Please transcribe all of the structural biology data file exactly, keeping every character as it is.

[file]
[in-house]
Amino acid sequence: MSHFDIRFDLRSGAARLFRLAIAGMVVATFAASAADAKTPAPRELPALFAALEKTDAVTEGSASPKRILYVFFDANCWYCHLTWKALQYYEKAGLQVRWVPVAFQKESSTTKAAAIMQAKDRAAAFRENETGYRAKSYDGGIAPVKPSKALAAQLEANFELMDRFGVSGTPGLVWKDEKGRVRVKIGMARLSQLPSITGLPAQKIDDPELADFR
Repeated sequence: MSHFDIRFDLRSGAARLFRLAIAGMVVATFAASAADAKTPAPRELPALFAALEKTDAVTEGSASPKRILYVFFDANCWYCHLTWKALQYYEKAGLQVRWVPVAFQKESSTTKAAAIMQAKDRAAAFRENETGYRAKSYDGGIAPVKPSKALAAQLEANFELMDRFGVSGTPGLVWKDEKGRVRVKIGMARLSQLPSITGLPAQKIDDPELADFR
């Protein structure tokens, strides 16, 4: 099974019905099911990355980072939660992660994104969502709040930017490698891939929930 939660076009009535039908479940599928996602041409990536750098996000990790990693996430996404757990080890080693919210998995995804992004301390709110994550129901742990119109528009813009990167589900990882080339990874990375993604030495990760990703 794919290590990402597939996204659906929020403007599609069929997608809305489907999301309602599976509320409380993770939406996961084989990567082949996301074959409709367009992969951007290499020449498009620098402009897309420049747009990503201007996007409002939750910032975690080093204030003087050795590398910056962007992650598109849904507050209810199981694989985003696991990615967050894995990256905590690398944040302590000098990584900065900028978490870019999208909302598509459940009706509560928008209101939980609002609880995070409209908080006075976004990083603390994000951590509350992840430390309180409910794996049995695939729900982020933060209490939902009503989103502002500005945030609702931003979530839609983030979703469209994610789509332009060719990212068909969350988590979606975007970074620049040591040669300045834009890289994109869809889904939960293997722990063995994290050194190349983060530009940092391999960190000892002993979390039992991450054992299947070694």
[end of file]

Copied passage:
[in-house]
Amino acid sequence: MSHFDIRFDLRSGAARLFRLAIAGMVVATFAASAADAKTPAPRELPALFAALEKTDAVTEGSASPKRILYVFFDANCWYCHLTWKALQYYEKAGLQVRWVPVAFQKESSTTKAAAIMQAKDRAAAFRENETGYRAKSYDGGIAPVKPSKALAAQLEANFELMDRFGVSGTPGLVWKDEKGRVRVKIGMARLSQLPSITGLPAQKIDDPELADFR
Repeated sequence: MSHFDIRFDLRSGAARLFRLAIAGMVVATFAASAADAKTPAPRELPALFAALEKTDAVTEGSASPKRILYVFFDANCWYCHLTWKALQYYEKAGLQVRWVPVAFQKESSTTKAAAIMQAKDRAAAFRENETGYRAKSYDGGIAPVKPSKALAAQLEANFELMDRFGVSGTPGLVWKDEKGRVRVKIGMARLSQLPSITGLPAQKIDDPELADFR
């Protein structure tokens, strides 16, 4: 099974019905099911990355980072939660992660994104969502709040930017490698891939929930 939660076009009535039908479940599928996602041409990536750098996000990790990693996430996404757990080890080693919210998995995804992004301390709110994550129901742990119109528009813009990167589900990882080339990874990375993604030495990760990703 794919290590990402597939996204659906929020403007599609069929997608809305489907999301309602599976509320409380993770939406996961084989990567082949996301074959409709367009992969951007290499020449498009620098402009897309420049747009990503201007996007409002939750910032975690080093204030003087050795590398910056962007992650598109849904507050209810199981694989985003696991990615967050894995990256905590690398944040302590000098990584900065900028978490870019999208909302598509459940009706509560928008209101939980609002609880995070409209908080006075976004990083603390994000951590509350992840430390309180409910794996049995695939729900982020933060209490939902009503989103502002500005945030609702931003979530839609983030979703469209994610789509332009060719990212068909969350988590979606975007970074620049040591040669300045834009890289994109869809889904939960293997722990063995994290050194190349983060530009940092391999960190000892002993979390039992991450054992299947070694």